2. Nurture and develop your common interests.
Fortunately, my wife and I have a lot in common. Obviously, this factor came into play when it came to getting married in the first place. A major priority in our life is eating well. My wife’s cooking skills are exemplary and we have always made it a priority to share dinner all together as a family. So, the priority of eating well has been passed on to our children as well. Recently, my wife and I have made it a habit to frequent local farmers markets so that we can acquire the freshest and most wholesome produce money can buy. The difference in the taste in farm produce versus store-bought produce is remarkable. We also like the fact that we are contributing to local farms and the local community. One of the things that we communicate about during the day is what meal we are going to have that evening. It has become the focus of our conversations. I have also started to develop more grilling skills as we have recently gone back to using charcoal. So food has been, and will continue to be, a common bond between my wife and me. We also have other common interests such as woodworking, gardening, and the theatre but food, and of course our children, will always be a main focal point in our lives.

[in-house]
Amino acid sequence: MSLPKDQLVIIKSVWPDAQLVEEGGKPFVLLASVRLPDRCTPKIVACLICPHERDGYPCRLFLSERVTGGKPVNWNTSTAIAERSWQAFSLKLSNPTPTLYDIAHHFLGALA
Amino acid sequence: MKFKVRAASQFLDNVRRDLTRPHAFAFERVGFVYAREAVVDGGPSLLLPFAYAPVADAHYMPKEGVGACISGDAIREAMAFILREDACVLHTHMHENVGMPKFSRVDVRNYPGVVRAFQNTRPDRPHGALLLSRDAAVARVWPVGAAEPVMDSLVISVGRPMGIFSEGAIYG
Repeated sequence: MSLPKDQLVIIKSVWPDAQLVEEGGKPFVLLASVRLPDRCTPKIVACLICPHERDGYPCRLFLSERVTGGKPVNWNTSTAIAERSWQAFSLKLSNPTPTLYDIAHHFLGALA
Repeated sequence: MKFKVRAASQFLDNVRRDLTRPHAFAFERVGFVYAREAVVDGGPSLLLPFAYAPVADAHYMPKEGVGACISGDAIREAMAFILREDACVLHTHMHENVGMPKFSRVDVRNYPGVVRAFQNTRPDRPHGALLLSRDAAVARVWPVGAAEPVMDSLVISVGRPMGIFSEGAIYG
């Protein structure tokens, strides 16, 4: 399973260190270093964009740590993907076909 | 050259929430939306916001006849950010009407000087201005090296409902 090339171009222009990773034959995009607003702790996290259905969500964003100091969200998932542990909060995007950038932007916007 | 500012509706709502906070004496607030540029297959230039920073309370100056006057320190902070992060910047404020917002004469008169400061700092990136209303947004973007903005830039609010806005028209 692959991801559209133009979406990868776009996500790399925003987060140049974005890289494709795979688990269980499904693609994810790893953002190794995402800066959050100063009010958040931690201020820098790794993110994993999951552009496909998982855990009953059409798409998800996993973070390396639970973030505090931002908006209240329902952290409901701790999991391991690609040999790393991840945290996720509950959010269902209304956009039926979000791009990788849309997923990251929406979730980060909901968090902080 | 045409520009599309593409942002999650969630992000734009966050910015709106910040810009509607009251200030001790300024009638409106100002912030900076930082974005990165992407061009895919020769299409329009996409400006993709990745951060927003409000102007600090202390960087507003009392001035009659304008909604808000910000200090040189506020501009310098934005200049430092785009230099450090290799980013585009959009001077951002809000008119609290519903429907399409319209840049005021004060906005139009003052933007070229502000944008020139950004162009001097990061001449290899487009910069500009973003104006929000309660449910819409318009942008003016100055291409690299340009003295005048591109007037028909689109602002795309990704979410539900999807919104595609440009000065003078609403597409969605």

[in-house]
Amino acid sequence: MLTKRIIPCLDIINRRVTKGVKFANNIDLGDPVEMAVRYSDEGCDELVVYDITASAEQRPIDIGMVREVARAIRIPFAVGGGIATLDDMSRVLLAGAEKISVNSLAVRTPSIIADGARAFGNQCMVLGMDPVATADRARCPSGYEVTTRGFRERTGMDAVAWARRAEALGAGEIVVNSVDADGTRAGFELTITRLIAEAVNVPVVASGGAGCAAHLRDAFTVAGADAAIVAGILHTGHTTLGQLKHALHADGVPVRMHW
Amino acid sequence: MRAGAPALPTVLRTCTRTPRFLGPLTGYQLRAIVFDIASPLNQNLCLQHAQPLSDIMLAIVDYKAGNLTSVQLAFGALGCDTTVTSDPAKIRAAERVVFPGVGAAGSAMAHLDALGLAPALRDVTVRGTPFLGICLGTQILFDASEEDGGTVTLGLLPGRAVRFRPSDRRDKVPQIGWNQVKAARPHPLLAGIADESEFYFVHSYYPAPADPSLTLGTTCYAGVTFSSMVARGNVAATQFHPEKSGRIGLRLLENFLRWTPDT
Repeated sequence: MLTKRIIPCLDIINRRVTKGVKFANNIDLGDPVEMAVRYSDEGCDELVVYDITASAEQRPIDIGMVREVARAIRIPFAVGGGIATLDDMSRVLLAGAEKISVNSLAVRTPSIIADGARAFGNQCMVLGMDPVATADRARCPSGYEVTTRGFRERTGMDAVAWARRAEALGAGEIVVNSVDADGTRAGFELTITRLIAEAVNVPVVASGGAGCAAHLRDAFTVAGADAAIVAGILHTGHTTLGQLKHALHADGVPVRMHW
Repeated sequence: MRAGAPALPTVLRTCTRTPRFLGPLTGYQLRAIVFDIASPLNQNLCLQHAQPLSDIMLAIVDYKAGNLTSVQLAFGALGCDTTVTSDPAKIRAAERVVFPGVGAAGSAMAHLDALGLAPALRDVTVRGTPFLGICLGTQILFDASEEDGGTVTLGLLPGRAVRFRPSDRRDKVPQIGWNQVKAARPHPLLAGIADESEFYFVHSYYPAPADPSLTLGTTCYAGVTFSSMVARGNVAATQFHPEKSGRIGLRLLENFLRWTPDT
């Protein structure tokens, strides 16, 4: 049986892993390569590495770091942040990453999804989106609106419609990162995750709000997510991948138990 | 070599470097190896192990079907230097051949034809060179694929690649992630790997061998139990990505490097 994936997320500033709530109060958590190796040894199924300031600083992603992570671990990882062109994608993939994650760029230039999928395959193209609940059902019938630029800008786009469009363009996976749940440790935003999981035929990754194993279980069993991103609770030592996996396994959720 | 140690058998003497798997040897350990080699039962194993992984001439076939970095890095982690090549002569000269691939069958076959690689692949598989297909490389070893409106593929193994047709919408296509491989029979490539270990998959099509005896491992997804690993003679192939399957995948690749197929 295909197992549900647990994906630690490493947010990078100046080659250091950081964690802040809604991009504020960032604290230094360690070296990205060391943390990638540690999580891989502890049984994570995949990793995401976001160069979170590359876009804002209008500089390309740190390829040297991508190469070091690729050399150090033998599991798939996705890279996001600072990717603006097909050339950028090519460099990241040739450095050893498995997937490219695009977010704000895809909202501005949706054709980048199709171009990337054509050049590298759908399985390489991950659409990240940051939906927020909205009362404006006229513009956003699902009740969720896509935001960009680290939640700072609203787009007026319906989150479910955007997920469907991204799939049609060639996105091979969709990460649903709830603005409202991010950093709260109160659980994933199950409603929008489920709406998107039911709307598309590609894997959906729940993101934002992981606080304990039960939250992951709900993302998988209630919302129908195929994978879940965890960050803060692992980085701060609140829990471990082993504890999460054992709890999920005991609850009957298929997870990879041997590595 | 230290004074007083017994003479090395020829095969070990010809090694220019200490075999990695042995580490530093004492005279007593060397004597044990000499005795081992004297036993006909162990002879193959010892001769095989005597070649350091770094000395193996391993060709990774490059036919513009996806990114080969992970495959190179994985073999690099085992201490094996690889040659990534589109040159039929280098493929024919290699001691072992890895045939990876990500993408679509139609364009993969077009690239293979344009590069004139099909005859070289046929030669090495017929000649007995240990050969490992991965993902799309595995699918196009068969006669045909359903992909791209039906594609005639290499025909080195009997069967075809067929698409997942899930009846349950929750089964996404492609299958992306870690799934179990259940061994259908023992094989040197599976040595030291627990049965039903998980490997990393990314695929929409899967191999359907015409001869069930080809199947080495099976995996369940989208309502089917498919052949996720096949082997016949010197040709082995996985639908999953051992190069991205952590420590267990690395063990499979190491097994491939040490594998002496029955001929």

3. Take advantage of the time together.
Due to the fact that my eldest is away at college and our youngest daughter is oftentimes out with friends, we definitely have had more time together. It is certainly a lot easier to find the time than it was years ago. These times are preparing us for when both children will be out of the house. We have really been taking advantage of this time alone by spending it together rather than doing separate activities. We might simply watch a cooking show that interests us, listen to music, or just sit and talk outside next to the garden. Whatever it is, it has been a pleasant time and we are making the most of it. I have also vowed to spend at least one day a month together. It could be that I might take a vacation day and spend the day together or we will take a drive to the beach on a weekend. Just making it a point to be together should be a priority.
4. You don’t have to do everything together.